Presentation on theme: "HUMAN IMPACT ON WATER BY: MR. MERINGOLO. THERE IS LOTS OF WATER, SO WHAT’S THE PROBLEM? Approximately 97 % of water is salty, which leaves only 3 % as."— Presentation transcript:
THERE IS LOTS OF WATER, SO WHAT’S THE PROBLEM? Approximately 97 % of water is salty, which leaves only 3 % as fresh water Over two-thirds of Earth’s fresh water is frozen as ice or snow and a lot of the liquid water seeps into the ground as groundwater. Much less than 1 % of Earth’s fresh liquid water is on the surface.
WHERE DO WE GET FRESH WATER? Aquifers- An aquifer is a body of rock or sediment that can store water and that allows water to easily flow through it. Rivers, streams, and lakes are examples fresh surface waters.
WHAT IS WATER QUALITY AND SUPPLY? Water quality is the measure of how clean or polluted water is. Water supply is the availability of water. Water supply influences where and when farmers grow crops and where people can build cities. Water supply systems carry water from groundwater or surface waters through a network of underground pipes, or a bucket for scooping water from a well.
WHAT THREATENS THE FRESH WATER QUALITY Water pollution- when waste or other material is added to water so that it is harmful to organisms that use it or live in it. Point source pollution- Pollution that comes from one specific site Nonpoint- source pollution- Pollution that comes from many small sources and is more difficult to control.
DIFFERENT TYPES OF WATER POLLUTION Thermal pollution- Pollution that results from any heating of natural water from human activity. The warm water has less oxygen available for organisms that live in the water.
DIFFERENT TYPES OF WATER POLLUTION Chemical Pollution- Pollution that occurs when harmful chemicals are added to water supplies. Two major sources of chemical pollution are industry and agiculture Examples include toxic chemical waste from refineries that process oil or metals and pesticides, herbicides and fertilizers.
DIFFERENT TYPES OF WATER POLLUTION Biological pollution- Pollution that occurs when live or dead organisms are added to water supplies. Wastewater may contain microbes that can cause disease such as dysentery, typhoid, or cholera.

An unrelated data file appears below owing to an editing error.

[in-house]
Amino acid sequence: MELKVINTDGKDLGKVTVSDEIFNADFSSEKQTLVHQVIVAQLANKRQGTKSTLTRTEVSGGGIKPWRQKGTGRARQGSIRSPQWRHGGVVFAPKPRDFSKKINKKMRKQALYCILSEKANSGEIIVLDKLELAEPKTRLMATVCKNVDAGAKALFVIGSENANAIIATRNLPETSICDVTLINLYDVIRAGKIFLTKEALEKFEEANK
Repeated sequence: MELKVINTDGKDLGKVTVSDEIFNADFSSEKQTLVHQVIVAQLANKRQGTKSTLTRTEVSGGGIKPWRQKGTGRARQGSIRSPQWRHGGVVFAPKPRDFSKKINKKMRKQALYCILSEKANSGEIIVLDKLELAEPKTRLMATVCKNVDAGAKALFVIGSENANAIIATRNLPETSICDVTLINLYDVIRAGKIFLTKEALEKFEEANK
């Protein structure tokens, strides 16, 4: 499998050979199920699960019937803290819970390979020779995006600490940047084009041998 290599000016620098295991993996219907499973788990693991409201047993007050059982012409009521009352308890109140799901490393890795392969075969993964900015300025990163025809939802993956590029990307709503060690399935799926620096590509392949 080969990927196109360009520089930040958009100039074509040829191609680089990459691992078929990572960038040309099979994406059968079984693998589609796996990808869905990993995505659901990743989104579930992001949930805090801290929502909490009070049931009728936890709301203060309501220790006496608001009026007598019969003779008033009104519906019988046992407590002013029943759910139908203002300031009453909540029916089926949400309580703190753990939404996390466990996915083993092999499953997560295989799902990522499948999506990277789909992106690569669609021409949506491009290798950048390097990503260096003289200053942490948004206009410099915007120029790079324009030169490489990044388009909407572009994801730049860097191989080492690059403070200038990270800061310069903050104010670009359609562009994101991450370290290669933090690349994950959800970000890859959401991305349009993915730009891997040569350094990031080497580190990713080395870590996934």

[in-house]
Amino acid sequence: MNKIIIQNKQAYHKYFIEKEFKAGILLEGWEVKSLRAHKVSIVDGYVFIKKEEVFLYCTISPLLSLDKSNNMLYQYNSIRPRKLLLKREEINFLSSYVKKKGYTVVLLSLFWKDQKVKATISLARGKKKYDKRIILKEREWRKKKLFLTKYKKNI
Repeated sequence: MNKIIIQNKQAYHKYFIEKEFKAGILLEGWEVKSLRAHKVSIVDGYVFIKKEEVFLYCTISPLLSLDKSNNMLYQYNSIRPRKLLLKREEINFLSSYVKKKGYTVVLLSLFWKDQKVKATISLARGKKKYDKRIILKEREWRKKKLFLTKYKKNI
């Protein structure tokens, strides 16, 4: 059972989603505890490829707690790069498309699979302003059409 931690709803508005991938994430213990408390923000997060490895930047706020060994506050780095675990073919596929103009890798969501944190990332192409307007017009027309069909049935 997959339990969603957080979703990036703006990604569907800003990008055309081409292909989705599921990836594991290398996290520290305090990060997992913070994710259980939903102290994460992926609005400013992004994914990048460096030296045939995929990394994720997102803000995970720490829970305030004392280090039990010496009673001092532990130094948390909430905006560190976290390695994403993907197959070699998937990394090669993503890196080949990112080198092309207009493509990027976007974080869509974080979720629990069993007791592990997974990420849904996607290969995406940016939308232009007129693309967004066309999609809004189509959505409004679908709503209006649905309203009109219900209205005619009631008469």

EUTROPHICATION Eutrophication- The increase in the amount of nutrients in water which can cause the fast growth of algae over the water surface and reduce oxygen levels. This reduction in oxygen may lead to a death of fish and other organism.
HOW IS WATER QUALITY MEASURED? Modern ways of testing water are especially important for finding small quantities of toxic chemicals or harmful organisms in water Measurements of water quality include testing the levels of dissolved oxygen, pH, temperature, dissolved solids, and number and types of microbes in water.
HOW IS WATER QUALITY MEASURED? Dissolved Solids- a measure of the amount of ions or microscopic suspended solids in water. pH- a measure of how acidic or alkaline water is Dissolved oxygen – the amount of oxygen gas that is dissolved in water Turbidity- a measure of the cloudiness of water that is caused by suspended solids. Microbial load- the identification of harmful bacteria, viruses or protists in water
HOW IS WATER TREATED FOR HUMAN USE? Flocculation- the process of chemicals that are added to water that make suspended particles stick together, these particles then drop out of the water Chorine is often added to kill microbes left in the water. Potable- water that is suitable for drinking. https://www.youtube.com/watch?v=5uuQ77vAV_U
WHO MONITORS AND PROTECTS OUR WATER QUALITY? The environmental protection agency has the job of enforcing the safe drinking water act. This federal law exists in order to protect and keep our public water supply from becoming contaminated.
HOW DO EFFORTS TO SUPPLY WATER TO HUMANS AFFECT THE ENVIRONMENT? Building dams or irrigation canals changes the flow of water and the environment is physically changed by construction work. Organisms that live in or depend on water may lose their habitat and move away. Rivers and streams may dry up and the soil that once held aquifer waters may collapse or subside.